# Numerical simulation of cold emission in coaxial diode with magnetic isolation

**Authors:**Belov A.A.^{1}^{,2}, Loza O.T.^{2}, Lovetskiy K.P.^{2}, Karnilovich S.P.^{2}, Sevastianov L.A.^{2}-
**Affiliations:**- Lomonosov Moscow State University
- Peoples’ Friendship University of Russia (RUDN University)

**Issue:**Vol 30, No 3 (2022)**Pages:**217-230**Section:**Articles**URL:**https://journals.rudn.ru/miph/article/view/32203**DOI:**https://doi.org/10.22363/2658-4670-2022-30-3-217-230

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## Abstract

Due to the emergence and active development of new areas of application of powerful and super-powerful microwave vacuum devices, interest in studying the behavior of ensembles of charged particles moving in the interaction space has increased. An example is an electron beam formed in a coaxial diode with magnetic isolation. Numerical simulation of emission in such a diode is traditionally carried out using particle-in-cell methods. They are based on the simultaneous calculation of the equations of motion of particles and the Maxwell’s equations for the electromagnetic field. In the present work, a new computational approach called the point macroparticle method is proposed. In it, the motion of particles is described by the equations of relativistic mechanics, and explicit expressions are written out for fields in a quasi-static approximation. Calculations of the formation of a relativistic electron beam in a coaxial diode with magnetic isolation are performed and a comparison is made with the known theoretical relations for the electron velocity in the beam and for the beam current. Excellent agreement of calculation results with theoretical formulas is obtained.

## Full Text

1. Introduction Relativistic electron beams. The existing plasma relativistic microwave generators and amplifiers (plasma masers) are based on the interaction of tubular plasma with tubular high-current relativistic electron beam (REB) [1]. The explosive-emission cathode [2] forms a tubular REB with an internal radius of ∼2 cm and a thickness of ∼0.15 cm, which propagates in a magnetic field of 1 T created by a solenoid. The electron energy in such a beam is ∼106 eV, the electron current density is 103-104 A/cm2. The power of the REB, as a rule, exceeds 109 W, the current pulse lasts from several nanoseconds to several microseconds [3]. High-current relativistic electron beams are formed directly in the diode, which is supplied with a voltage pulse from the primary energy storage. Electrons receive energy only in the diode, no additional means of particle acceleration (similar to sections of linear inductive or resonant accelerators) are used. Installations for generating high-current REB are also, in some works, called direct-acting accelerators [4]. The creation of controlled beams (streams) of charged particles is carried out using a variety of devices, the main element of which is a source of charged particles. A fairly common element of such a system that provides an intense, well-focused electron beam is an electron gun. The most commonly used are thermionic guns, in which the primary element is a vacuum diode [5]. Calculation methods. To calculate the dynamics of electron beams, a gasdynamic approximation is used (see, for example, [6]). As is known, the system of equations of gas dynamics is valid for thermodynamically equilibrium continuous media. Various types of equilibrium violation are taken into account using additional model assumptions. The success of this approach depends on how well the nonequilibrium model is chosen. Models that have proven themselves well in some applications (for example, nonequilibrium electronic processes of solid-state electronics) may not be applicable in other applications. A more general approach is the kinetic Vlasov equation with respect to the distribution function [7], supplemented by a system of Maxwell’s equations for electromagnetic fields. This model leads to a partial differential equation of the first order; it is a mathematical formulation of the well-known Liouville theorem on the conservation of phase volume [8]. The properties of the medium, such as particle concentration, charge density, average velocity, etc. are moments of the distribution function. For the numerical solution of the kinetic equation, methods such as Particlein-Cell (PiC) and Cloud-in-Cell (CiC) [9] are used. In these methods, the medium is replaced by a set of a finite number of particles possessing macrocharge that interact with each other. Each particle is attributed to the characteristics of the medium: charge, mass, momentum, energy, etc. The average values of these quantities are calculated as the sum of all model particles located in the considered region. Macroparticles have a finite size, within which the spatial distribution of charge, mass, etc. is set. Most often, this distribution is chosen piecewise constant. In this case, the geometric dimensions of all particles are considered the same. In some works, more complex form-factors of the particles are considered. The motion of macroparticles obeys the equations of Newtonian mechanics (or relativistic Lorentz equations). This leads to a system of ordinary differential equations (ODEs) for the coordinates and velocities of particles and a system of the Maxwell’s equations for electromagnetic fields. For this system, the «leap-frog» scheme is traditionally used. First, electromagnetic fields are set and the change in the coordinates and velocities of the macroparticles is calculated in one time step. Then, according to the changed coordinates and velocities, the electromagnetic fields are refined. After that, coordinates and velocities are calculated at the next time step, etc. Based on this approach, Tarakanov developed the KARAT [10] code, which was widely applied to solving various problems of plasma physics. Among them are formation of a virtual cathode, formation of an electron beam in a coaxial diode with magnetic isolation, dynamics of a laser target and the initiation of deuterium-deuterium reactions, focusing of an electron beam and the development of hose instability, anisotropic Waibel instability and many others. We also note the works of Borodachev (see [11] and other works of this author). He proposed several improvements to this approach and performed calculations of a large number of tasks. The main difficulty of the particle (cloud) method in a cell is the need to introduce space-time discretization separately for particles and separately for electromagnetic fields. This leads to a number of numerical artifacts. Among them are the stroboscopic effect (the onslaught of the phase of the electromagnetic field when its frequency does not match with the sampling frequency in time), non-conservativeness (either the momentum conservation law or the energy conservation law is fulfilled, but not simultaneously), the grid dispersion of the medium, the parasitic increase of shot and grid noise, and some others. This limits the accuracy of this method. In the present work, a new method for calculating the emission problem of a coaxial diode with magnetic isolation is proposed. Instead of particles of finite size, it uses point macroparticles. Their motion is described by relativistic Lorentz equations. The electromagnetic field of the beam is calculated in a static approximation based on the instantaneous position of the particles: the electrostatic field is taken according to the Coulomb law and the magnetic field is according to the Biot-Savart-Laplace law. Edge effects at the cathode boundary are considered insignificant. Test emission calculations are performed and the beam velocity and current are compared with the well-known Fedosov’s law. This comparison shows excellent accuracy of the proposed method: the discrepancy between the calculation and the specified theoretical law is no more than 1%. Such accuracy is obviously sufficient for applied calculations. 2. Problem statement Consider the problem of infinite electron emission in the model of a coaxial diode with magnetic isolation (CDMI) in a strong magnetic field [12]. A solid cylindrical conductive cathode with a radius of## About the authors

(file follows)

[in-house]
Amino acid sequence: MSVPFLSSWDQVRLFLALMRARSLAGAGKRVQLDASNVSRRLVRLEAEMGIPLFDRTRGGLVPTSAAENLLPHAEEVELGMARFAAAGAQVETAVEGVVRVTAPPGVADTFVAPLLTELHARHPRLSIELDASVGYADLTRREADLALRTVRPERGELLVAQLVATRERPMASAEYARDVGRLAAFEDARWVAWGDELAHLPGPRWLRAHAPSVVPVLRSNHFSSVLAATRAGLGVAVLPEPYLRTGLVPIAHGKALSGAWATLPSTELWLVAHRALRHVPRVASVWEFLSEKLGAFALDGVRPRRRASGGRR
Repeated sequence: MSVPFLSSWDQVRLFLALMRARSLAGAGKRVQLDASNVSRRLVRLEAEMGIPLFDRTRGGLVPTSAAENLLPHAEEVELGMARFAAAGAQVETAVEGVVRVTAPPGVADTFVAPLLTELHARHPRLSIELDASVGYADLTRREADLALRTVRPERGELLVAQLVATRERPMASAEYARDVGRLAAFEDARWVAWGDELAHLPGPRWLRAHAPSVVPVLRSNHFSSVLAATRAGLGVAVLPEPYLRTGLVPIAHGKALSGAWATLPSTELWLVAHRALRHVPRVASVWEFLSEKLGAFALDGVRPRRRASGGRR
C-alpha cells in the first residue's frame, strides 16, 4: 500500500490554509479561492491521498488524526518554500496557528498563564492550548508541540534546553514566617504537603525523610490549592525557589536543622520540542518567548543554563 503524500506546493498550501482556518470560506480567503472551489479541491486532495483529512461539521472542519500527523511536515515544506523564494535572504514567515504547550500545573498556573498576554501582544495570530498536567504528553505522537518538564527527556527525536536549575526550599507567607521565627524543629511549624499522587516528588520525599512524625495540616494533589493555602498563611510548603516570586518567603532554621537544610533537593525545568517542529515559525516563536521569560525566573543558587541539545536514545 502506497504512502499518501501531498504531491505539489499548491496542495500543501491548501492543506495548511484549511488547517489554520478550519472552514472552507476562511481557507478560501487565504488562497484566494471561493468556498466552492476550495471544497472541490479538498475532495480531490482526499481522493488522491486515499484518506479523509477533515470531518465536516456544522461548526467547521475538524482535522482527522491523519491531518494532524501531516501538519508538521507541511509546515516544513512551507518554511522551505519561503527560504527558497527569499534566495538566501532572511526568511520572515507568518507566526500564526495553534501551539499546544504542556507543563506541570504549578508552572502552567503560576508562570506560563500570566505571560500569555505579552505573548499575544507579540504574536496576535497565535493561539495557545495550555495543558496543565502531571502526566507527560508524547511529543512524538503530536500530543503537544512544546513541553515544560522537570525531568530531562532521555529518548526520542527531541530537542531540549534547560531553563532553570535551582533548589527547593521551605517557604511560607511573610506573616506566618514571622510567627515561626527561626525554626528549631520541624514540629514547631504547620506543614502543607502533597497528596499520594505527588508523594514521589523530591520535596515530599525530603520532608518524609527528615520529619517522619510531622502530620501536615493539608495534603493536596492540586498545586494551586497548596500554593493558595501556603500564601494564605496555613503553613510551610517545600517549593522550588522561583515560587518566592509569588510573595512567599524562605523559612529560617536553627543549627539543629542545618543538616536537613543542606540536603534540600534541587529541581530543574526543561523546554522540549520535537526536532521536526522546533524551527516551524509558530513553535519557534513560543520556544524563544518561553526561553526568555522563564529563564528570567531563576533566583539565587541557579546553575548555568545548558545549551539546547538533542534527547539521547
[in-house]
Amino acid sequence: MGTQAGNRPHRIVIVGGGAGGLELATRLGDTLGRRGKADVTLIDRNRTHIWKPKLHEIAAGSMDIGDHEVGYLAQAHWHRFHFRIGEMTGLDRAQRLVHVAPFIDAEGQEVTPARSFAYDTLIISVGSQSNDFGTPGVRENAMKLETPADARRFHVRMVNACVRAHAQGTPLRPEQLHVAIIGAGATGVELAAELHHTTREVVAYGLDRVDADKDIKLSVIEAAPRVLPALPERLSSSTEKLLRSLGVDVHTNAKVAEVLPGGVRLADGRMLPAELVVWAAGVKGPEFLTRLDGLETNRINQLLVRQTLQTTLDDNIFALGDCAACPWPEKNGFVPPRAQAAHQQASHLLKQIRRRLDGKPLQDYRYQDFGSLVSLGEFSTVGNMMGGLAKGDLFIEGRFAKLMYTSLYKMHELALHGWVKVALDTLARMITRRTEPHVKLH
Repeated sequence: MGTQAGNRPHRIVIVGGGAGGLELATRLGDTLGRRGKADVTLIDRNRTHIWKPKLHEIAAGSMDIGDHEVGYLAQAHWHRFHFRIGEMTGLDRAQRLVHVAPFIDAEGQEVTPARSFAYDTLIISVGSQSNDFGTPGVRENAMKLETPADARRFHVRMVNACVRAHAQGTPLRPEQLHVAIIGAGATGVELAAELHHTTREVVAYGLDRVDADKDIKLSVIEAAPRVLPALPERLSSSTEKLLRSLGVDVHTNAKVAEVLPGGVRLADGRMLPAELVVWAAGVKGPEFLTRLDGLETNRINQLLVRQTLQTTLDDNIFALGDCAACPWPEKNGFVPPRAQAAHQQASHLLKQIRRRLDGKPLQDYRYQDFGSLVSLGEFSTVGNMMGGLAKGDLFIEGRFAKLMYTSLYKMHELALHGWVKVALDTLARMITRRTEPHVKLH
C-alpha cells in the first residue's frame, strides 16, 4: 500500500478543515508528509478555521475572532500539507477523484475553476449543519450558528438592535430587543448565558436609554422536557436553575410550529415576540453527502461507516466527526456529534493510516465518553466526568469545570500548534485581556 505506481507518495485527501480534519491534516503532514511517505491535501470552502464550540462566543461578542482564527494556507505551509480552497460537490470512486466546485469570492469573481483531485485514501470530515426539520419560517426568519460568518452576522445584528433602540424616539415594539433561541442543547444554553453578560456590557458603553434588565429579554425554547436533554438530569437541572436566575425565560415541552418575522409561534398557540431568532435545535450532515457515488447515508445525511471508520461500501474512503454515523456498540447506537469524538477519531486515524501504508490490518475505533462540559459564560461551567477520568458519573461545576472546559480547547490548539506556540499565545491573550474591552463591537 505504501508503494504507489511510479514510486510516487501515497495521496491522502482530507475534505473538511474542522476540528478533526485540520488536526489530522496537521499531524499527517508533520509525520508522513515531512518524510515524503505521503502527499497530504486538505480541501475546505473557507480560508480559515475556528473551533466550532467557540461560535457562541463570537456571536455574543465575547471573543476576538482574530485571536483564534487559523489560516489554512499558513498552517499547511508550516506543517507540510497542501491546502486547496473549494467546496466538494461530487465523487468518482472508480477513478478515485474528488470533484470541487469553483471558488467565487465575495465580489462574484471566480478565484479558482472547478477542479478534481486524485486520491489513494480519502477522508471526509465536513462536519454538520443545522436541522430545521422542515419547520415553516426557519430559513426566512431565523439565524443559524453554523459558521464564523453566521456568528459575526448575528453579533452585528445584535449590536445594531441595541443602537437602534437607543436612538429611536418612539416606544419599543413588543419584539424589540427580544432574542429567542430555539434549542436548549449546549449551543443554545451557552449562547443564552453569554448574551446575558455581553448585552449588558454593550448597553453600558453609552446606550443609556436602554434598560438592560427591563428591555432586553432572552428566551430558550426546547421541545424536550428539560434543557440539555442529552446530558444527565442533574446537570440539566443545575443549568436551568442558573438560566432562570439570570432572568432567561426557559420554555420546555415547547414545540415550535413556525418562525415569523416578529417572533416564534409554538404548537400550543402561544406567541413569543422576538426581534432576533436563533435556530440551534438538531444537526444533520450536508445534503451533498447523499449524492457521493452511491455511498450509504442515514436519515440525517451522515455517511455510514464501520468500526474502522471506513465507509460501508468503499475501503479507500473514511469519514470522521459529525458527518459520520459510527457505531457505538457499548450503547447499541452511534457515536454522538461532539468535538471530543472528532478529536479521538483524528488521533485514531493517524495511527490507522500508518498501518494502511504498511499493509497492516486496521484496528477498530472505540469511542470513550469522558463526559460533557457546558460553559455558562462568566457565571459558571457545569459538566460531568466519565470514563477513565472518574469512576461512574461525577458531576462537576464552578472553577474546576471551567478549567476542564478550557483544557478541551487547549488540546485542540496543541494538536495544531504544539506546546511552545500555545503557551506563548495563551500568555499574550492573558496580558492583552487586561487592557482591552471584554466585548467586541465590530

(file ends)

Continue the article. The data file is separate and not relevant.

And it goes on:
### Alexandr A. Belov

Lomonosov Moscow State University; Peoples’ Friendship University of Russia (RUDN University)
**Author for correspondence.**

Email: aa.belov@physics.msu.ru

ORCID iD: 0000-0002-0918-9263

Candidate of Physical and Mathematical Sciences, Researcher of Faculty of Physics, M. V. Lomonosov Moscow State University; Assistant professor of Department of Applied Probability and Informatics of Peoples’ Friendship University of Russia

1, bld. 2, Leninskie Gory, Moscow, 119991, Russian Federation; 6, Miklukho-Maklaya St., Moscow, 117198, Russian Federation### Oleg T. Loza

Peoples’ Friendship University of Russia (RUDN University)
Email: loza-ot@rudn.ru

ORCID iD: 0000-0003-4676-6303

Doctor of Physical and Mathematical Sciences, Professor of Institute of Physical Research and Technology

6, Miklukho-Maklaya St., Moscow, 117198, Russian Federation### Konstantin P. Lovetskiy

Peoples’ Friendship University of Russia (RUDN University)
Email: lovetskiy-kp@rudn.ru

ORCID iD: 0000-0002-3645-1060

Candidate of Physical and Mathematical Sciences, Associate professor of Department of Applied Probability and Informatics

6, Miklukho-Maklaya St., Moscow, 117198, Russian Federation### Sergey P. Karnilovich

Peoples’ Friendship University of Russia (RUDN University)
Email: karnilovich-sp@rudn.ru

ORCID iD: 0000-0001-5696-1546

Candidate of Physical and Mathematical Sciences, Assistant professor of Institute of Physical Research and Technology

6, Miklukho-Maklaya St., Moscow, 117198, Russian Federation### Leonid A. Sevastianov

Peoples’ Friendship University of Russia (RUDN University)
Email: sevastianov-la@rudn.ru

ORCID iD: 0000-0002-1856-4643

Doctor of Physical and Mathematical Sciences, Professor of Department of Applied Probability and Informatics

6, Miklukho-Maklaya St., Moscow, 117198, Russian Federation## References